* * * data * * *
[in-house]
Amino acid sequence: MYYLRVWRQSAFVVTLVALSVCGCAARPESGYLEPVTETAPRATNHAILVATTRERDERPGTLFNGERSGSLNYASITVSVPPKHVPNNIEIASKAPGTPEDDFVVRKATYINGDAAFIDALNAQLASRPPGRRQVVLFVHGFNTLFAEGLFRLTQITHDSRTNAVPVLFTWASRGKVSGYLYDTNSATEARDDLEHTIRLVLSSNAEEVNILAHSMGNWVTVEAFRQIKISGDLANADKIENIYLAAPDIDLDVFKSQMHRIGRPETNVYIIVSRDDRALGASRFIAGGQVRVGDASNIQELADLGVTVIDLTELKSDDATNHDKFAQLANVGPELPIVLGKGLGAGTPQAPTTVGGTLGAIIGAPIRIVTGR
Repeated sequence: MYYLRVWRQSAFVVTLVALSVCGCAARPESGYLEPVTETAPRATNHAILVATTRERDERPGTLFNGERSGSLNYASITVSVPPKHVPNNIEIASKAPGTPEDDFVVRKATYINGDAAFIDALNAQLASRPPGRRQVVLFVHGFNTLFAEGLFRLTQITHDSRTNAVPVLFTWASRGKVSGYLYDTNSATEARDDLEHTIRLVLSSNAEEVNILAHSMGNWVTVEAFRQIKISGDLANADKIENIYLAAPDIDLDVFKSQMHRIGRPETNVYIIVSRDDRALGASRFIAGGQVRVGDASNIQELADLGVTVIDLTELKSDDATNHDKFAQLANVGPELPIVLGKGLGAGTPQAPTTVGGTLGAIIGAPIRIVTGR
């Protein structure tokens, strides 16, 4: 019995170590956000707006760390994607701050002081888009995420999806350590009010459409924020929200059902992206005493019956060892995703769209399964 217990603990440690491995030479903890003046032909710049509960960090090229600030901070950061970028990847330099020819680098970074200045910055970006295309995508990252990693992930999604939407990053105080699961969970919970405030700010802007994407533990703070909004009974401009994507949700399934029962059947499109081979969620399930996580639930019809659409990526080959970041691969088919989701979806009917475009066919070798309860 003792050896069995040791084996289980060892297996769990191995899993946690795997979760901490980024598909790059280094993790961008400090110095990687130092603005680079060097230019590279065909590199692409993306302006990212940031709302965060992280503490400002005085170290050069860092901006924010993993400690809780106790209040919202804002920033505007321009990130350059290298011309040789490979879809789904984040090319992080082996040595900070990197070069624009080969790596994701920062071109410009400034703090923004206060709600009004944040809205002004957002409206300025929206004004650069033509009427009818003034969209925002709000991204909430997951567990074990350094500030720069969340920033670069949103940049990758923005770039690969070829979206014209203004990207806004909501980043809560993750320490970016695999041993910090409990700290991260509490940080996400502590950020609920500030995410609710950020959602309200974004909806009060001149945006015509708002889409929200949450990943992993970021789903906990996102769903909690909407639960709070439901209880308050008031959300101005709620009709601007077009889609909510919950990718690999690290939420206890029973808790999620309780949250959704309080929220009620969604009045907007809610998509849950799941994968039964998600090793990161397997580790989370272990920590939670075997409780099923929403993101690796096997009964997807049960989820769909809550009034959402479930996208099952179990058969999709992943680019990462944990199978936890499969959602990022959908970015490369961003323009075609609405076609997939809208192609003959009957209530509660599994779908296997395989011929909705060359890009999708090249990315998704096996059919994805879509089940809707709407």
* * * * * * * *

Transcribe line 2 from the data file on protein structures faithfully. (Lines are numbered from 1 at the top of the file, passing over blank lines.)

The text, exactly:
Amino acid sequence: MYYLRVWRQSAFVVTLVALSVCGCAARPESGYLEPVTETAPRATNHAILVATTRERDERPGTLFNGERSGSLNYASITVSVPPKHVPNNIEIASKAPGTPEDDFVVRKATYINGDAAFIDALNAQLASRPPGRRQVVLFVHGFNTLFAEGLFRLTQITHDSRTNAVPVLFTWASRGKVSGYLYDTNSATEARDDLEHTIRLVLSSNAEEVNILAHSMGNWVTVEAFRQIKISGDLANADKIENIYLAAPDIDLDVFKSQMHRIGRPETNVYIIVSRDDRALGASRFIAGGQVRVGDASNIQELADLGVTVIDLTELKSDDATNHDKFAQLANVGPELPIVLGKGLGAGTPQAPTTVGGTLGAIIGAPIRIVTGR